A new study from the Centers for Disease Control and Prevention is the first to offer statistics on how many kids ages 12 to 17 take antidepressants.
It's based on surveys and depression screenings of about 12,000 Americans.
The study found about 1 in 10 adults take antidepressants.
And perhaps more should - the researchers said only one third of people with depression symptoms in the study were taking medication.
The CDC report was released Wednesday. It also found that women take the drugs more than men, and whites use them more than blacks or Mexican-Americans.
Indiana officials who want to cut funding to Planned Parenthood say the organization could solve the issue by simply splitting its abortion business into a separate affiliate.
But officials in states where Planned Parenthood has done that say it isn't an answer and that the organization could quickly find itself under new pressures as social conservatives target abortion providers across the nation.
Indiana and Planned Parenthood have been locked in a legal battle since Gov. Mitch Daniels in May signed a law cutting off funding to the group.
Planned Parenthood won a temporary injunction in June allowing it to continue receiving Medicaid money. On Thursday, the case goes before the 7th U.S. Circuit Court of Appeals in Chicago.
A central Illinois regional school superintendent has announced his resignation after going without pay for 14 weeks.
Christian and Montgomery County Regional Superintendent of Schools Tom Campbell on Wednesday told the Breeze-Courier (http://bit.ly/keaUC6) in Taylorville he can't continue. Campbell blames "political decisions made by our governor" for taking "a tremendous toll" on his ability to "stay positive and focused on remaining in office."
In July, Gov. Pat Quinn cut off pay to superintendents and their assistants. He says the state can't afford to pay the salaries. Quinn wants local governments to pay the salaries, but made no arrangements before vetoing the money.
Campbell says the decisions by state leaders show "total disrespect" for those who work in regional education offices in Illinois.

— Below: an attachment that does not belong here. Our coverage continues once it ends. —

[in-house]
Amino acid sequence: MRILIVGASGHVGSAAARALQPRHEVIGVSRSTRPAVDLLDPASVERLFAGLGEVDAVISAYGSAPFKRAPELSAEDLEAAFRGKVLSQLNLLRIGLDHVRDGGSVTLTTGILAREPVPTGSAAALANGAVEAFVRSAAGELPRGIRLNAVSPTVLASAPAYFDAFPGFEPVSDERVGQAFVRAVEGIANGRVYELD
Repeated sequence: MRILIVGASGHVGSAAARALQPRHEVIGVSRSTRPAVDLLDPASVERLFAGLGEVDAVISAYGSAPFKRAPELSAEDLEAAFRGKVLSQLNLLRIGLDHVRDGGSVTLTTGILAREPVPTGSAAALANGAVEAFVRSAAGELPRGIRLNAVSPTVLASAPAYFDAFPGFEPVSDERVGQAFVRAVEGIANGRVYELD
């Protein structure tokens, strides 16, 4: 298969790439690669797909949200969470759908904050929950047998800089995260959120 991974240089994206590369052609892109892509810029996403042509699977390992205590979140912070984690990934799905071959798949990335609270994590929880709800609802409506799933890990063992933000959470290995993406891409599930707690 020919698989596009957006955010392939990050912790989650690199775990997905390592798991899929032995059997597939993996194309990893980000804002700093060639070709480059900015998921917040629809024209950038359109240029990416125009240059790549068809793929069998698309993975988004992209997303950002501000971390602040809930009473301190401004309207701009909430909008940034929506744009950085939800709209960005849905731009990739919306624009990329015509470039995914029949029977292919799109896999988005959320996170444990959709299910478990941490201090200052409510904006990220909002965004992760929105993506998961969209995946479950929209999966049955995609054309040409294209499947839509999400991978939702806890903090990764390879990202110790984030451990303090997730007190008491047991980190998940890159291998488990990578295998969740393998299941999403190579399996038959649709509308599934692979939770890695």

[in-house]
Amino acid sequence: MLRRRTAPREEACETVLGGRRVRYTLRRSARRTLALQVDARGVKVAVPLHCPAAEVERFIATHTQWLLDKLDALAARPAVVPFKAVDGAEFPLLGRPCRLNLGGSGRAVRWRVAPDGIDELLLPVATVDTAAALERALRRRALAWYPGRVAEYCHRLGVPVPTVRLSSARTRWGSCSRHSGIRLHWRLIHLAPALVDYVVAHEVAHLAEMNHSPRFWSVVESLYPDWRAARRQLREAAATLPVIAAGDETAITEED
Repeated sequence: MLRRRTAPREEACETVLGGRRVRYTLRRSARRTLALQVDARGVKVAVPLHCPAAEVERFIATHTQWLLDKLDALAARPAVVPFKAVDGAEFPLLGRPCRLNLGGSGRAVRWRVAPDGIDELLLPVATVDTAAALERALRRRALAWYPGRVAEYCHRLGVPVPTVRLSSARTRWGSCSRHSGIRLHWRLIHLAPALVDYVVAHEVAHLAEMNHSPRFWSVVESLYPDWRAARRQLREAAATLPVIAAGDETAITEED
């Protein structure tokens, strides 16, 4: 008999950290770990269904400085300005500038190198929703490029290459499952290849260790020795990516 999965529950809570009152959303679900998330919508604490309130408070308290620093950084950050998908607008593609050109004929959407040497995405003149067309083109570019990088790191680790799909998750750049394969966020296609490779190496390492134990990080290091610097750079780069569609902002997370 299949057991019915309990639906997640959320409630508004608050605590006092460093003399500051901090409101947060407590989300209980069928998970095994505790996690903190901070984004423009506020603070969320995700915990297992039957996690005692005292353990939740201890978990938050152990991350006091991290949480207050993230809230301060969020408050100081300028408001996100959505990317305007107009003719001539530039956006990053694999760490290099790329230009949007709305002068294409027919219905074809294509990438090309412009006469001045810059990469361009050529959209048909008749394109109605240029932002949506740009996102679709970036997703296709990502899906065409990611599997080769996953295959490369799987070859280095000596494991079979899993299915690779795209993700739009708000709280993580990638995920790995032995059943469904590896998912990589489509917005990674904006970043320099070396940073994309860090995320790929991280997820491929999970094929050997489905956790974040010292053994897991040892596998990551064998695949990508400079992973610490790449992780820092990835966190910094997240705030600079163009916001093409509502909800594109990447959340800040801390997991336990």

Taylorville is about 25 miles southeast of Springfield.
Illinois State Treasurer Dan Rutherford says the state needs to come up with a budget that avoids any more debt.
Rutherford was in Champaign on Wednesday to address the local Chamber of Commerce. While Gov. Pat Quinn has supported borrowing to pay off a large backlog of bills, Rutherford said that particular proposal wouldn't improve the state's cash-flow situation. He said borrowing has saddled taxpayers with nearly $45 billion in debt.
"I understand restructuring debt," he said. "I'm open to that, but it has to be something that passes the smell test. It has to be something that a fiscally astute and responsive person will say, 'It's good, it's better, let's go.'"
Rutherford said Illinois' budget should be based on the state's actual revenue. He also said changes to worker compensation and the pension system are essential.
Rutherford added that the mass demonstrations across the country against financial greed and corruption should be a wake-up call for lawmakers.
"I think it is a signal to those that are policy making in Washington, DC and the state capitol of Springfield is they better get their act together because actions have consequences and the biggest consequence will be coming in November 2012, and that's the election," Rutherford said.
With the state having nearly five billion dollars in unpaid bills, lawmakers are expected to review the budget during the veto session that begins next week.